Teasing Apart Learning Problems


I have a teenage daughter who has tested as gifted. Her reading, verbal, and comprehension skills are excellent, but she’s not good at grammar. She struggles to complete algebra word problems yet does well analyzing complex geometry problems. She’s become very frustrated with herself. What is the best path forward?

B.G., North Easton, MA

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Marcia Eckerd, Ph.D

Marcia Eckerd is an evaluator, consultant, and therapist who specializes in working with children with NLD and autism-spectrum disorders

The issue of complex learning issues that are difficult to tease apart is relevant to many children with LD. Schools often look at the main skills (e.g., reading, reading comprehension or math operations) and if those are fine, they conclude there’s no problem. Obviously that’s not the case with your daughter. She is a highly intelligent student giving good effort, yet still struggling in some areas.

Kids can have apparently contradictory strengths and weaknesses. In this case her verbal language skills (reading and comprehension) are strong, but her grammar skills are weak. Grammar can be a highly specific learning disability, and there are different theories about it. It’s not clear from the question if the grammatical challenge is in oral expression, written language, or both. I suggest you explore this further with a Speech and Language specialist.

Similarly, your daughter may do well with math operations (straightforward math problems) and geometry, but struggle with word problems. That’s not uncommon. The word problem challenge is interesting:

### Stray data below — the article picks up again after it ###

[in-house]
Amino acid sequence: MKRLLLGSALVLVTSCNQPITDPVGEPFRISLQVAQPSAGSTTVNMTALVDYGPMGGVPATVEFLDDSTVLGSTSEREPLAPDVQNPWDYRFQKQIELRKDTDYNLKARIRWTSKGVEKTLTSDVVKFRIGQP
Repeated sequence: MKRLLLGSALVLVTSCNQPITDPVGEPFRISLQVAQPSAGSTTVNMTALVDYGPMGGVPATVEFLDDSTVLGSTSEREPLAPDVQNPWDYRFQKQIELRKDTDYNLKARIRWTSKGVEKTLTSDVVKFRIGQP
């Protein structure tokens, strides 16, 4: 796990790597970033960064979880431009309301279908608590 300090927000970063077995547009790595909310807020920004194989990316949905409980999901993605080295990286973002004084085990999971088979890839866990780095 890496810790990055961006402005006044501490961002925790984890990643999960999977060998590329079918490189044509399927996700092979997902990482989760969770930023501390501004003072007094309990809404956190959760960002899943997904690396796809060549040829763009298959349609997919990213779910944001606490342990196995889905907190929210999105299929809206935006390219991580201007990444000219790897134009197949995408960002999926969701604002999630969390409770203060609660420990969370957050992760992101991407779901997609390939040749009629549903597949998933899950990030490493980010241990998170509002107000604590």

With word problems, switching between language and math, and visualizing words in terms of mathematical concepts (very different from reading comprehension) require executive function skills; in geometry, the visual relationships are tangibly presented. Evaluation tests such as the Rey Complex Figure might shed more light on this problem.

Your case illustrates a critical point. A child can be bright and have strong skills and still have very specific learning disabilities. This can result in poor performance that is not indicative of your child’s capabilities and can be extremely frustrating.

Different children handle this frustration in different ways: some keep driving forward, some get anxious or depressed, some give up. The worst outcome is when kids such as your daughter are placed in classes at the level of their lowest production.

What’s needed are an evaluation by a speech and language therapist and further neuropsychological assessment by someone who can dig deeper than the standard battery of tests. 

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